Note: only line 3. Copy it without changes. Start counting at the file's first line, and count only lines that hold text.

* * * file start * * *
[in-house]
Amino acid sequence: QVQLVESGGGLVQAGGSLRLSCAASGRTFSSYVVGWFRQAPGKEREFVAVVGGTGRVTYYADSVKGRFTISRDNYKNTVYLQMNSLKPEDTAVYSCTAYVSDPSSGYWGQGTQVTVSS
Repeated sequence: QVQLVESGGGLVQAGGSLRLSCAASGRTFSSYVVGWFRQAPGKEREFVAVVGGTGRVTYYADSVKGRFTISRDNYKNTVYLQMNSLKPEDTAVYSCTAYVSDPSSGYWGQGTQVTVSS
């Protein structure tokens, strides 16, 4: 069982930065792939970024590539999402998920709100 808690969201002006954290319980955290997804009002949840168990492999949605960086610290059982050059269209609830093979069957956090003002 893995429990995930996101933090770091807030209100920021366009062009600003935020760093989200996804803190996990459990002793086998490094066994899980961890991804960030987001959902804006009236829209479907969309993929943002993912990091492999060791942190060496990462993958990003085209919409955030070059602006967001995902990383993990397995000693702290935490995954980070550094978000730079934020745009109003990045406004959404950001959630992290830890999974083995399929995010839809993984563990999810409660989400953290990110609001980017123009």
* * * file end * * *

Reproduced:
Repeated sequence: QVQLVESGGGLVQAGGSLRLSCAASGRTFSSYVVGWFRQAPGKEREFVAVVGGTGRVTYYADSVKGRFTISRDNYKNTVYLQMNSLKPEDTAVYSCTAYVSDPSSGYWGQGTQVTVSS